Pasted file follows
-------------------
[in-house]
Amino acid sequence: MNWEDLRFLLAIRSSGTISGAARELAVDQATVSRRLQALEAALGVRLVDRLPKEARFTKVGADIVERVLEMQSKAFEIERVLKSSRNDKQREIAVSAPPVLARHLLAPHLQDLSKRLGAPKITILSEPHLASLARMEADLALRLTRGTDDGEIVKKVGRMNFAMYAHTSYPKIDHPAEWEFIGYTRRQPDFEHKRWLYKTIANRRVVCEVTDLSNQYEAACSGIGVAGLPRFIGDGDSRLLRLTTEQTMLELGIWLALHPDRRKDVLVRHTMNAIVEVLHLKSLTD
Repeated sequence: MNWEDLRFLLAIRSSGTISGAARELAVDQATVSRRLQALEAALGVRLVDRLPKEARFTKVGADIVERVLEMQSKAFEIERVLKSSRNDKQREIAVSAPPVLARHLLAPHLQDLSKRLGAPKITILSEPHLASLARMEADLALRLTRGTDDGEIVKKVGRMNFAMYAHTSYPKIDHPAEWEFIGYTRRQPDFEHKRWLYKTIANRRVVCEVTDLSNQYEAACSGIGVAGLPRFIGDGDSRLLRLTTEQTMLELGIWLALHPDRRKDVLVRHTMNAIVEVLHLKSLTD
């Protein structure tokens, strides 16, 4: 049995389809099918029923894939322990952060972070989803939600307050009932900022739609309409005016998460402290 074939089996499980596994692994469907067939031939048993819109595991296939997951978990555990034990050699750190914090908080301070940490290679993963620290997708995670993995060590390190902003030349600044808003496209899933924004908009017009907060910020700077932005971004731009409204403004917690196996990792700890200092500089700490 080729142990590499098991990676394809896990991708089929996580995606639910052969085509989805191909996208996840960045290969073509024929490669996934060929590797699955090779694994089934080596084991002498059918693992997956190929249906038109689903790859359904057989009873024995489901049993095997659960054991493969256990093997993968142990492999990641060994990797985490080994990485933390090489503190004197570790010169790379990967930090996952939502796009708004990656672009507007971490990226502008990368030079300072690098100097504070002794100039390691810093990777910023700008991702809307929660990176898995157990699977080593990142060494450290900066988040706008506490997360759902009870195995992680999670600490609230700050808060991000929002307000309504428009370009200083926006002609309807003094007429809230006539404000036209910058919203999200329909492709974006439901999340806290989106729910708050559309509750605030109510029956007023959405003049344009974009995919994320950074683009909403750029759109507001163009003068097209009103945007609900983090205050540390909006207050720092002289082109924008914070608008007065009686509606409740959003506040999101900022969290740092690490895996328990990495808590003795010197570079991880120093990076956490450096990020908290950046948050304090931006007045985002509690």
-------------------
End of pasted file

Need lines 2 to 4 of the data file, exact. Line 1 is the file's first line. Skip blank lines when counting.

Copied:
Amino acid sequence: MNWEDLRFLLAIRSSGTISGAARELAVDQATVSRRLQALEAALGVRLVDRLPKEARFTKVGADIVERVLEMQSKAFEIERVLKSSRNDKQREIAVSAPPVLARHLLAPHLQDLSKRLGAPKITILSEPHLASLARMEADLALRLTRGTDDGEIVKKVGRMNFAMYAHTSYPKIDHPAEWEFIGYTRRQPDFEHKRWLYKTIANRRVVCEVTDLSNQYEAACSGIGVAGLPRFIGDGDSRLLRLTTEQTMLELGIWLALHPDRRKDVLVRHTMNAIVEVLHLKSLTD
Repeated sequence: MNWEDLRFLLAIRSSGTISGAARELAVDQATVSRRLQALEAALGVRLVDRLPKEARFTKVGADIVERVLEMQSKAFEIERVLKSSRNDKQREIAVSAPPVLARHLLAPHLQDLSKRLGAPKITILSEPHLASLARMEADLALRLTRGTDDGEIVKKVGRMNFAMYAHTSYPKIDHPAEWEFIGYTRRQPDFEHKRWLYKTIANRRVVCEVTDLSNQYEAACSGIGVAGLPRFIGDGDSRLLRLTTEQTMLELGIWLALHPDRRKDVLVRHTMNAIVEVLHLKSLTD
């Protein structure tokens, strides 16, 4: 049995389809099918029923894939322990952060972070989803939600307050009932900022739609309409005016998460402290 074939089996499980596994692994469907067939031939048993819109595991296939997951978990555990034990050699750190914090908080301070940490290679993963620290997708995670993995060590390190902003030349600044808003496209899933924004908009017009907060910020700077932005971004731009409204403004917690196996990792700890200092500089700490 080729142990590499098991990676394809896990991708089929996580995606639910052969085509989805191909996208996840960045290969073509024929490669996934060929590797699955090779694994089934080596084991002498059918693992997956190929249906038109689903790859359904057989009873024995489901049993095997659960054991493969256990093997993968142990492999990641060994990797985490080994990485933390090489503190004197570790010169790379990967930090996952939502796009708004990656672009507007971490990226502008990368030079300072690098100097504070002794100039390691810093990777910023700008991702809307929660990176898995157990699977080593990142060494450290900066988040706008506490997360759902009870195995992680999670600490609230700050808060991000929002307000309504428009370009200083926006002609309807003094007429809230006539404000036209910058919203999200329909492709974006439901999340806290989106729910708050559309509750605030109510029956007023959405003049344009974009995919994320950074683009909403750029759109507001163009003068097209009103945007609900983090205050540390909006207050720092002289082109924008914070608008007065009686509606409740959003506040999101900022969290740092690490895996328990990495808590003795010197570079991880120093990076956490450096990020908290950046948050304090931006007045985002509690």